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  1. How large are the actual servings?
    I know many survival foods companies really promote the number of servings in their offerings to make it look like people are getting a lot…but you’d have to eat 3-4 of those “so-called” servings to make a meal.

    Can you give us some examples of serving sizes?

  2. I know some companies promote a “serving” as a complete meal, and that isn’t fair…and it’s hard to say what constitutes a full meal – how many servings does it take before you can call it a meal? Just hard to answer this question with any finality for everyone. I just know that, going by what they called a serving, was a pretty good size.

  3. Just ordered a few things from them to try.

    On the positive side, their website says their products are non-GMO. You have to look hard for this, as the information is not on the labels.

    However, in looking at the nutritional information, their entrees are extremely low in protein. You would have to purchase their meats too in order to beef them up with enough protein to keep you going. This raises the effective price considerably.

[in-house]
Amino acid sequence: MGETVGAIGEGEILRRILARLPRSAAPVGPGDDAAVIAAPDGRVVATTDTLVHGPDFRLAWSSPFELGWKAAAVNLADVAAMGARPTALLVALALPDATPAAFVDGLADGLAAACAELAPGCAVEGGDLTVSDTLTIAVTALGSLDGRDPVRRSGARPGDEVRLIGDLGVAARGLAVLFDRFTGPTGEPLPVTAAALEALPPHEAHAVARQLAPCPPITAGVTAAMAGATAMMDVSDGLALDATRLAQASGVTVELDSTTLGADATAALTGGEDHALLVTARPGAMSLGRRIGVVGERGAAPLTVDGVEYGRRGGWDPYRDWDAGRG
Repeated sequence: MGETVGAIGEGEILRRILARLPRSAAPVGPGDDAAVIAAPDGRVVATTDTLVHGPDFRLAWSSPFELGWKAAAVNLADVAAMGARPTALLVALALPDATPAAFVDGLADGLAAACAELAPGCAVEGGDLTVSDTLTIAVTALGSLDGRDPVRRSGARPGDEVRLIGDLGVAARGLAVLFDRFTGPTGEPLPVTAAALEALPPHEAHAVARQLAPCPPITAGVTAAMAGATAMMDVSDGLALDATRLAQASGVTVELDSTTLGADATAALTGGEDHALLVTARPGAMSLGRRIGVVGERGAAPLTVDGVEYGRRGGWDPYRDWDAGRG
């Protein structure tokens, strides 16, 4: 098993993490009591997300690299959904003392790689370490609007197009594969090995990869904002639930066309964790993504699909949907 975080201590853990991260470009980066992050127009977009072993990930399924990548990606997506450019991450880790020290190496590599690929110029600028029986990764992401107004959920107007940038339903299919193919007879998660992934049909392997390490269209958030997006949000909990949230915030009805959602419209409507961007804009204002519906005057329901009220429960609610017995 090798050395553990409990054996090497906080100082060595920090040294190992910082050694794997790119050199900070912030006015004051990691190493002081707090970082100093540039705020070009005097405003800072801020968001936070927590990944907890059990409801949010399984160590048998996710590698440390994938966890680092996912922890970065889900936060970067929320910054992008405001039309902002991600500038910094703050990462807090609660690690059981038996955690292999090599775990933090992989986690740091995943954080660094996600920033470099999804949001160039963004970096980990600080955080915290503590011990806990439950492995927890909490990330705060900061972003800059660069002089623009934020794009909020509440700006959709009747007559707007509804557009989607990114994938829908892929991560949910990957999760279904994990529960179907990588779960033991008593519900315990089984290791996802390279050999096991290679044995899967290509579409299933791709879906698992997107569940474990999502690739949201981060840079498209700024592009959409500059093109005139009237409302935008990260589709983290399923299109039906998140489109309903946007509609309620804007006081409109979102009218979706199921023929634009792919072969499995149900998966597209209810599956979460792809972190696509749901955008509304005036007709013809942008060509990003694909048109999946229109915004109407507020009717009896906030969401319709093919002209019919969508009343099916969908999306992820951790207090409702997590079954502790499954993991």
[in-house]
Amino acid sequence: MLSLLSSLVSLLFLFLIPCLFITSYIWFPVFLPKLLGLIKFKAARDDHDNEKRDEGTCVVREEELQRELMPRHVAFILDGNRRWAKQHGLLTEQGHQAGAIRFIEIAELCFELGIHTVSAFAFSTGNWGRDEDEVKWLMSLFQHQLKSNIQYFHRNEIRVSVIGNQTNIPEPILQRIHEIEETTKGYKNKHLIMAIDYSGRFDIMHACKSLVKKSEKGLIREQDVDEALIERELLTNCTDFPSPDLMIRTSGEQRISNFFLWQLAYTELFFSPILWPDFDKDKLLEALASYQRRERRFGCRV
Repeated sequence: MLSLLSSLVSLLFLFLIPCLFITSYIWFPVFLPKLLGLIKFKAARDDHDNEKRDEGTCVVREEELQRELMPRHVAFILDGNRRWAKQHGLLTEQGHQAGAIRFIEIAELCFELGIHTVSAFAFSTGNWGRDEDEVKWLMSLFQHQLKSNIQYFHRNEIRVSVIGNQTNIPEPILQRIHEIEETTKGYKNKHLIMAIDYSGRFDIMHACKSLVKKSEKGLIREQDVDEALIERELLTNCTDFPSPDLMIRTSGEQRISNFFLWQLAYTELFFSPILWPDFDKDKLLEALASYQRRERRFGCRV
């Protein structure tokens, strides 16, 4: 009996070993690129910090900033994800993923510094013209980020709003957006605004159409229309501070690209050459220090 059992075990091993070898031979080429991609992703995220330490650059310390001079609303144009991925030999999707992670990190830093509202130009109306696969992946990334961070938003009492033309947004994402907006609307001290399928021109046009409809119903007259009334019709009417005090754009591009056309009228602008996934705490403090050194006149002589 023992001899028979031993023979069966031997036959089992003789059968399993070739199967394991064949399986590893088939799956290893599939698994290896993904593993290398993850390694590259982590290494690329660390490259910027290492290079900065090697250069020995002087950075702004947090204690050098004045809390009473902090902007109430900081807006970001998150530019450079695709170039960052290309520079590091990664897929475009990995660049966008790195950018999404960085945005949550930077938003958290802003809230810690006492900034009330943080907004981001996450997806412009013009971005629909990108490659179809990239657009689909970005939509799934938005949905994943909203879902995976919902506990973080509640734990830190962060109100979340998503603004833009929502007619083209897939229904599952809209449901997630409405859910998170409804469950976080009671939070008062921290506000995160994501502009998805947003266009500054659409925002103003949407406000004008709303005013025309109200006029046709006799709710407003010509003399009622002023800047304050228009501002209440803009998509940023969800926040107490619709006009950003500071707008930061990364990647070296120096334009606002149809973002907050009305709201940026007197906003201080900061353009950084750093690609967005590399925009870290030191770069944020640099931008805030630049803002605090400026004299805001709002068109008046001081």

Worse yet, the chicken in their entrees is “artificial chicken” from some un-named source, probably soy.

    Their breakfasts are all carbohydrates, no eggs at all. They don’t even have eggs in their dairy section, so if you want some eggs to put your tasty sausage crumbles in, you will have to buy them from another company.

    Their “desserts” are only fruit, unless you count the yogurt.

    The yogurt dices list sugar as the first ingredient. They have six times as much sugar as they do protein. Yogurt is supposed to be a source of protein.

    I recommend looking very carefully at the ingredients list, and also at the protein content in the nutritional information.

    In hard times, carbs may give you energy, but not strength. Living on carbs results in poor health, fuzzy thinking, and exacerbates depression. Their entrees will go on to your belly instead of your biceps, unless you buy their meat (which seems good) to add protein power.

    That said, with the added meat, I’m looking forward to trying their food.

  4. One correction: Mountain House guarantees almost their entire product line (pouches & #10 cans) for 30 years. While I haven’t kept any of their stuff in storage that long, I’ve noticed no degradation in the things I have opened (unlike other brands, which I’ve seen go bad in as little as 3-5 years).

  5. I would have been interested in trying 5 or 6 different items to make sure we liked the items before ordering multiple servings. They do not offer this option unfortunately, so I will stick with what I know we like

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